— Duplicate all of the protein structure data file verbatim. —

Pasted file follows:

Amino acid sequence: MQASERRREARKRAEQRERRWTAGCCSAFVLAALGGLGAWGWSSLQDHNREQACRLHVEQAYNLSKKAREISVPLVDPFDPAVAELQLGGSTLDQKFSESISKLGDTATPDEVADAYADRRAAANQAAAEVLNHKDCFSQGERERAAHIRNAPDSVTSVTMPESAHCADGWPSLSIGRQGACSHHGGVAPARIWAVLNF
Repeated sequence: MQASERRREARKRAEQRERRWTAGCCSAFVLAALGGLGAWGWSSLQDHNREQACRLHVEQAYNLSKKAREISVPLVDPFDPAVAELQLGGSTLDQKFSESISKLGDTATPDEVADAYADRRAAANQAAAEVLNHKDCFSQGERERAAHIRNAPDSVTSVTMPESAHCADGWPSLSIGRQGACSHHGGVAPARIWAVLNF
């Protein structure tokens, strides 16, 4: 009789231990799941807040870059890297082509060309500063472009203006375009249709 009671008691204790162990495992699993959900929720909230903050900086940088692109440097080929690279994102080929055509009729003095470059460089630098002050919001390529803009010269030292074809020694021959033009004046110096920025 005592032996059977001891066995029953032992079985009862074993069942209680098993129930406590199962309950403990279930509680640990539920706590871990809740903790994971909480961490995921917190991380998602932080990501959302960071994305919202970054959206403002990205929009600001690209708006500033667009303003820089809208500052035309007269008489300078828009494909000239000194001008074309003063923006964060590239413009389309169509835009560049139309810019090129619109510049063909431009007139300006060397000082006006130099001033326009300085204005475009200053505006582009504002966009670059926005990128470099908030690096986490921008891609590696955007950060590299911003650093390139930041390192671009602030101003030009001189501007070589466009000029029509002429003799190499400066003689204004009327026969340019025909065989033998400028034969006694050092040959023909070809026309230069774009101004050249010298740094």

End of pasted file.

Amino acid sequence: MQASERRREARKRAEQRERRWTAGCCSAFVLAALGGLGAWGWSSLQDHNREQACRLHVEQAYNLSKKAREISVPLVDPFDPAVAELQLGGSTLDQKFSESISKLGDTATPDEVADAYADRRAAANQAAAEVLNHKDCFSQGERERAAHIRNAPDSVTSVTMPESAHCADGWPSLSIGRQGACSHHGGVAPARIWAVLNF
Repeated sequence: MQASERRREARKRAEQRERRWTAGCCSAFVLAALGGLGAWGWSSLQDHNREQACRLHVEQAYNLSKKAREISVPLVDPFDPAVAELQLGGSTLDQKFSESISKLGDTATPDEVADAYADRRAAANQAAAEVLNHKDCFSQGERERAAHIRNAPDSVTSVTMPESAHCADGWPSLSIGRQGACSHHGGVAPARIWAVLNF
């Protein structure tokens, strides 16, 4: 009789231990799941807040870059890297082509060309500063472009203006375009249709 009671008691204790162990495992699993959900929720909230903050900086940088692109440097080929690279994102080929055509009729003095470059460089630098002050919001390529803009010269030292074809020694021959033009004046110096920025 005592032996059977001891066995029953032992079985009862074993069942209680098993129930406590199962309950403990279930509680640990539920706590871990809740903790994971909480961490995921917190991380998602932080990501959302960071994305919202970054959206403002990205929009600001690209708006500033667009303003820089809208500052035309007269008489300078828009494909000239000194001008074309003063923006964060590239413009389309169509835009560049139309810019090129619109510049063909431009007139300006060397000082006006130099001033326009300085204005475009200053505006582009504002966009670059926005990128470099908030690096986490921008891609590696955007950060590299911003650093390139930041390192671009602030101003030009001189501007070589466009000029029509002429003799190499400066003689204004009327026969340019025909065989033998400028034969006694050092040959023909070809026309230069774009101004050249010298740094």